Before the sun hit the highways Tuesday to melt a thin layer of frost and ice, the Brainerd district of the State Patrol was responding to 14 vehicle accidents.
Most of the accidents were attributed to icy roads. It was while troopers and emergency personnel crews were responding to those accidents that the State Patrol realized Monday's light rain had become a sheet of ice, and that Minnesota Department of Transportation crews would be needed to sand and salt the roads.
And that's often how it works.
"Frankly we didn't know there was a problem (early Tuesday morning)," said Cathy Clark, MnDOT public affairs coordinator based in Baxter. She said it was merely a coincidence that Tuesday was a holiday, one in which most government workers at all levels have the day off. When the State Patrol called, Clark said MnDOT crews responded.
MnDOT officials Wednesday met with State Patrol officials to discuss such issues. Though the meeting was scheduled weeks ago, Clark said the timing was good to discuss how the two state agencies operated during severe weather events and how they could better communicate with each other.
On days MnDOT crews normally would have off, such as weekends and holidays, Clark said MnDOT depends upon the State Patrol to notify MnDOT of icy areas.
On normal business days there are a lot of variables that are taken into consideration before crews are sent out to plow or sand. MnDOT crews using equipment in their vehicles check weather forecasts, pavement temperature and air temperature. If there's a chance of a weather event that would require crews to plow or sand, crews will be scheduled in split shifts, said Clark.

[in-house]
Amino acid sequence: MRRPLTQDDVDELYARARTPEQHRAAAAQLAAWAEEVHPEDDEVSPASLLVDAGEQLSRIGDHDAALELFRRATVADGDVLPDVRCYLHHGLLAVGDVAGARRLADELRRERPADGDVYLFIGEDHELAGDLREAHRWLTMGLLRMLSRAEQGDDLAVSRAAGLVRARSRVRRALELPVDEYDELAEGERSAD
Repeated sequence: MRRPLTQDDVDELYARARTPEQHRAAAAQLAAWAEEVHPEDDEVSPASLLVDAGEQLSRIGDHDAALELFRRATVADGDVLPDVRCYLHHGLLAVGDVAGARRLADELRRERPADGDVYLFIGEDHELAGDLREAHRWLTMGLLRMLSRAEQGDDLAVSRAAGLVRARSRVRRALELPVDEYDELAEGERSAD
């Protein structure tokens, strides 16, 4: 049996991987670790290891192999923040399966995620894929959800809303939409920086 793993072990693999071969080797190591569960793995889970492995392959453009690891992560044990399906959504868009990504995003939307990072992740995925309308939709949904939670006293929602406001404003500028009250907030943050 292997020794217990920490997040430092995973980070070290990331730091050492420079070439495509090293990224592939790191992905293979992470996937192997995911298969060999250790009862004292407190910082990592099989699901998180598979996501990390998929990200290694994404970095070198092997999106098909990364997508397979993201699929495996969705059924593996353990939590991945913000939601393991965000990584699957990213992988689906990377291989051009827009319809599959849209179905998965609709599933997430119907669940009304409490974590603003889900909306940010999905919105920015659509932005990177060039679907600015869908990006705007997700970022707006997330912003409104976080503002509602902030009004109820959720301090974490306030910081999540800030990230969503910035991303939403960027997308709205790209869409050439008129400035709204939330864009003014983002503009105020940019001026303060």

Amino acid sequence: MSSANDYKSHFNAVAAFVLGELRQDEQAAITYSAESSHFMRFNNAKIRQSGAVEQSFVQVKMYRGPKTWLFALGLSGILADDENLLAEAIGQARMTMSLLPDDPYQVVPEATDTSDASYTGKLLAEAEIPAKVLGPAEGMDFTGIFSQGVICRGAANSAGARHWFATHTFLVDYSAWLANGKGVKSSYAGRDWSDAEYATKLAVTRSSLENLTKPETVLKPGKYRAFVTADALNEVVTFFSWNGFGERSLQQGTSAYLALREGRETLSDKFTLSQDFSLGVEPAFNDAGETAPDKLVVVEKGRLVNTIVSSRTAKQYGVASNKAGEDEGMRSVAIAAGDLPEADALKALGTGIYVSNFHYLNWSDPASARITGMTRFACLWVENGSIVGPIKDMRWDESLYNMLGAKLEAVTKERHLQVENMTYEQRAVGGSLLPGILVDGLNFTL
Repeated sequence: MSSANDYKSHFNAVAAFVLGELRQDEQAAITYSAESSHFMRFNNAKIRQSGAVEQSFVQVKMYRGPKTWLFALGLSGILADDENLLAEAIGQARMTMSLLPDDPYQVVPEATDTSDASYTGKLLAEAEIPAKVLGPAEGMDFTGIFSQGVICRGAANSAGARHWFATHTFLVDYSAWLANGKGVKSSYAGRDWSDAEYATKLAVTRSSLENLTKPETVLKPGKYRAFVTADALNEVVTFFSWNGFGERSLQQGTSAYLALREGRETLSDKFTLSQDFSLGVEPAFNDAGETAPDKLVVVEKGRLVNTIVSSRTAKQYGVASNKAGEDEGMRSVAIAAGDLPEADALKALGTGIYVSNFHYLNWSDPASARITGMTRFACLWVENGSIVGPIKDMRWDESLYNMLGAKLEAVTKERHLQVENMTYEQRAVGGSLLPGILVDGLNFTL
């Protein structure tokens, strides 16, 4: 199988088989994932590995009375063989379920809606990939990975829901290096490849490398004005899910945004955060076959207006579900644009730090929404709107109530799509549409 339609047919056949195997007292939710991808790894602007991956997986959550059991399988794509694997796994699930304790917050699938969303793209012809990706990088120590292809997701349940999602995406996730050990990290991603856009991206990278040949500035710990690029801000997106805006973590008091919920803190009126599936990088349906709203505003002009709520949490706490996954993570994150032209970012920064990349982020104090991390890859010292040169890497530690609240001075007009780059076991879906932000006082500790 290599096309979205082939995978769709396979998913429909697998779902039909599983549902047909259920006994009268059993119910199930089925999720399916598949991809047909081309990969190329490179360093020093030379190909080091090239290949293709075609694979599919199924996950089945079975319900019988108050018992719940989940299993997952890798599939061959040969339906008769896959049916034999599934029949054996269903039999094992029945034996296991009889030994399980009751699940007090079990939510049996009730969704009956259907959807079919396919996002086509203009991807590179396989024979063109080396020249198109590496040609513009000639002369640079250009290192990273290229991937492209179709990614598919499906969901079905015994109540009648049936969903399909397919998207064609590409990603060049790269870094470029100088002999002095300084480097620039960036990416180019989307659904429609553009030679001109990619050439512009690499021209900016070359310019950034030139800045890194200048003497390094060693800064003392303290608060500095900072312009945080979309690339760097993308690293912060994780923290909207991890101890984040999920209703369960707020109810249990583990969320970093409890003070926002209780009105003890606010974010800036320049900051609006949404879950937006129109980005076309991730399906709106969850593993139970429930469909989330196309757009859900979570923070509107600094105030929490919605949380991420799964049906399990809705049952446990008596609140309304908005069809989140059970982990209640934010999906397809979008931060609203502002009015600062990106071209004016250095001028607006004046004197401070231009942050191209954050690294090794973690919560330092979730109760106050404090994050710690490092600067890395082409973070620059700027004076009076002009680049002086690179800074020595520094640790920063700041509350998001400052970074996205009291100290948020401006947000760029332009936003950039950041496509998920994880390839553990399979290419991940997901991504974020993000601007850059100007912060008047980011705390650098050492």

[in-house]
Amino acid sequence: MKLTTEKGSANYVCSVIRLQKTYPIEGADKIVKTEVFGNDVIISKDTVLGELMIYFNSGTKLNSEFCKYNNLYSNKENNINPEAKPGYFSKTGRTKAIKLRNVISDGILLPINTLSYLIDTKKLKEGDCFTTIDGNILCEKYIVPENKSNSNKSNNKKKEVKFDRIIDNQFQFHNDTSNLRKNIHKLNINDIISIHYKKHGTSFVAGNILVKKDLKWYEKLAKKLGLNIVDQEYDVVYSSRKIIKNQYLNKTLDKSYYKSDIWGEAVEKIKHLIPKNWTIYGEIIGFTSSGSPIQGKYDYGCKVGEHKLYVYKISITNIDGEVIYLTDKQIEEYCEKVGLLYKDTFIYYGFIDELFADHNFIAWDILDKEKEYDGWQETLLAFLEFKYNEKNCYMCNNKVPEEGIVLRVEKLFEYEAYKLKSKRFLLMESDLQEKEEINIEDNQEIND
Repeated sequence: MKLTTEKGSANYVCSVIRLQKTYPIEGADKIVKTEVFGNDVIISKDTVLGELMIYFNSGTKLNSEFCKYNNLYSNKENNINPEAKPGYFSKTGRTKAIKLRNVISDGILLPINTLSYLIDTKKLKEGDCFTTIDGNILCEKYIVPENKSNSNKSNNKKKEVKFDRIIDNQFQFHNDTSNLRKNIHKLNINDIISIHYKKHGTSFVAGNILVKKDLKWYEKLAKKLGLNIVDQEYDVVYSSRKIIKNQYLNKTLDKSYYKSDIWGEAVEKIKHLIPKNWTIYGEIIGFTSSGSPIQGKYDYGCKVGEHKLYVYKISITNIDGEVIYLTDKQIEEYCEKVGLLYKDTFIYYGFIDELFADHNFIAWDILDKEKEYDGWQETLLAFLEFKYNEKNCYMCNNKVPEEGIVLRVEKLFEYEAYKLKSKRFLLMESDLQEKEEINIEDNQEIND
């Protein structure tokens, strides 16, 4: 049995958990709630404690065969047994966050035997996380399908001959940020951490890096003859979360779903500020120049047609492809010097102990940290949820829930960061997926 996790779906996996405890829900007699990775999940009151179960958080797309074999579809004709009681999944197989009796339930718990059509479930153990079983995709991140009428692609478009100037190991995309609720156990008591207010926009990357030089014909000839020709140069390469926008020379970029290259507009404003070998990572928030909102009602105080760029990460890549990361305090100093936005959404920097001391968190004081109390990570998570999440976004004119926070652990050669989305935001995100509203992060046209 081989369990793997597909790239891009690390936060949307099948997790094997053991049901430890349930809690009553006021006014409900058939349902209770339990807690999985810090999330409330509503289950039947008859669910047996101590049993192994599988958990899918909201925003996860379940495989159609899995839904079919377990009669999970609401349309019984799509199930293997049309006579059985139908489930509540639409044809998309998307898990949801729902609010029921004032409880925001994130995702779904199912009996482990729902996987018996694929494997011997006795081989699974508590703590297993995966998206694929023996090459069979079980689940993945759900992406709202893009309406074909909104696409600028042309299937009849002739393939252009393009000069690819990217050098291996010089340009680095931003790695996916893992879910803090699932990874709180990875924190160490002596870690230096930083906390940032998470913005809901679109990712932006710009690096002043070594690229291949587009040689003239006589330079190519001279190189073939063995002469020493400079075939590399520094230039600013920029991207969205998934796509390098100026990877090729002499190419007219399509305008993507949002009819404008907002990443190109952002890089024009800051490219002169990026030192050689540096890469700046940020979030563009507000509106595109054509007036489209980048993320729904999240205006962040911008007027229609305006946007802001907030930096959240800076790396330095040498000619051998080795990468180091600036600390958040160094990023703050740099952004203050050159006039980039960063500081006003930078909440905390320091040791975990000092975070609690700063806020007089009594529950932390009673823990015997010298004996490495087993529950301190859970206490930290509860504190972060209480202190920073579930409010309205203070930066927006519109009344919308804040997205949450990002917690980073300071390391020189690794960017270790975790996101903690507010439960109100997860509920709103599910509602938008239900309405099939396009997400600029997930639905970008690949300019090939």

"We simply don't have the resources" to be on the highways at all times, said Clark. "There's 2,000 lane miles in this half of the district. We can't be everywhere all the time."
It's also important to know what will and what won't work, said Clark. An example, she said, was the fact that at a temperature of 15 degrees or lower, salt won't melt ice on highways. Instead, MnDOT crews use a different chemical solution to mix into the sand.
"It's not just a given that if there's two inches of snow, as an example, we'll be out there," said Clark. "It's more of an art than it is a science. There are so many variables that go into play when looking at how to attack snow and ice, and certainly at the beginning of the season, it's different."
Like MnDOT, the Crow Wing County Highway Department often depends upon the sheriff's department to report icy roads in "off hours," said Duane Blanck, county highway engineer. On Tuesday, he said county crews didn't receive any calls from the sheriff's department.
Crow Wing County, like MnDOT, uses weather forecasts to gauge how and when crews will be out on roadways. A normal working day for the highway department starts at 7 a.m. and ends at 3:30 p.m., said Blanck. But if there is a significant snowfall, or icy roads are reported, his crews will be out as early as 5 a.m. to meet the morning rush of traffic.
"We do rely on that information -- people calling in with their concerns," said Blanck. "The county doesn't have a bare pavement policy, but we do recognize that we will want to sand and plow at critical locations."
Most important, agreed Clark, Blanck and Brainerd State Patrol Capt. Mark Jonassen, is that people drive according to the weather conditions, use caution and slow down when roadways are snow covered or appear icy. Jonassen noted of the 14 accidents MnDOT responded to Tuesday, six were for vehicles that collided with deer.
"Even though it's icy, you have to throw into the mixture unexpected events" for motorists to be wary of, said Jonassen.
And both Clark and Blanck said their departments won't let budget concerns get in the way of making sure the roadways are clear. Instead, other projects may feel the economic pinch.
"If we're busy and need to get a job done, we just aren't going to have as much in summertime to make permanent improvements," said Blanck.
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